It is a pleasure to welcome Franz E. Bauer as a guest blogger. Franz led the study that is the subject of our latest press release. He is an associate professor at Pontificia Universidad Catolica de Chile in Santiago, Chile, where his group studies the cosmic evolution of star-forming galaxies and supermassive black holes, as well as a variety of transient phenomena. He completed his PhD at the University of Virginia in 2001, then worked at Pennsylvania State University, University of Cambridge (UK), and Columbia University before finally moving to Chile.

Like many discoveries in astrophysics, the subject of our recent study was an act of serendipity. Our large international collaboration had been allocated a series of long observations with Chandra to push the exposure from 45 days to 75 days for the deepest X-ray image on the sky to date, the Chandra Deep Field-South (CDF-S). The primary goal of this project was to explore the poorly understood realm of the ultra-faint X-ray universe, to learn how supermassive black holes form in the early Universe and by what mechanisms they grow to become the present day "monsters" that we see today (for details, see a January 2017 press release led by Bin Luo from Nanjing University and Fabio Vito from Penn State University and an associated blog post by Fabio Vito). However, the leaders of this project, colleagues Drs. Niel Brandt (Penn State University) and Bin Luo, had studied variability from known X-ray objects in the previous data containing 45 days of exposure, and were thus monitoring the individual observations as they arrived to check for large deviations.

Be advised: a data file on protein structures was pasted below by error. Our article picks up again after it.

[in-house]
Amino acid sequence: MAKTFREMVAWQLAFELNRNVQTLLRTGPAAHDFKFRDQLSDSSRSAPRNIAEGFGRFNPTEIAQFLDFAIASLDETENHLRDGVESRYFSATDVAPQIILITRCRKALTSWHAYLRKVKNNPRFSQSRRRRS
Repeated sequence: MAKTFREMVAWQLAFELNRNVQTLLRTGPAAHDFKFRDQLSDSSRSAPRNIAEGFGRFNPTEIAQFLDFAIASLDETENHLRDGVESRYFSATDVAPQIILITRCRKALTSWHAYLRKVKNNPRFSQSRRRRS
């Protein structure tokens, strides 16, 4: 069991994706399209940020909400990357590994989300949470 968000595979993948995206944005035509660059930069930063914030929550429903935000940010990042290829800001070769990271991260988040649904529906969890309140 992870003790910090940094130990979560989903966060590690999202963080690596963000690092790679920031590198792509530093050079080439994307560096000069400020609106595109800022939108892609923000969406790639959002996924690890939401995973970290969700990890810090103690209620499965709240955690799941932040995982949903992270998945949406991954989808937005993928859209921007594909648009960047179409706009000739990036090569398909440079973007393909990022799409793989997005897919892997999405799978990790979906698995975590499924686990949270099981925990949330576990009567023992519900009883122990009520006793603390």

To our surprise, during one 13-hour observation on October 1st, 2014, a bright, new source emerged (see Figure 1), at a location where no source had been detected, even when summing up all of the previous exposures together. Two days later, in the next Chandra observation, it was gone! We had never anticipated that our observations would capture such a rare, fast transient. After convincing ourselves that it was not some weird instrumental effect, we reported it to the astronomy community as Luo, Brandt & Bauer (2014) in ATEL 6541, to encourage follow-up observations at other wavelengths and gain more clues as to the origin of this unique event.

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A White Dwarf and a Black Hole in a Tight Orbit

Dr. Arash Bahramian
Dr. Arash Bahramian

We are very happy to welcome Dr. Arash Bahramian as our guest blogger. Dr. Bahramian completed his graduate studies at University of Alberta, Canada with Dr. Craig Heinke on X-ray binaries in globular clusters. After defending his PhD in 2016, he moved to Michigan State University to work with Dr. Jay Strader on study of black holes in globular clusters. He is the first author of the paper featured in our most recent press release.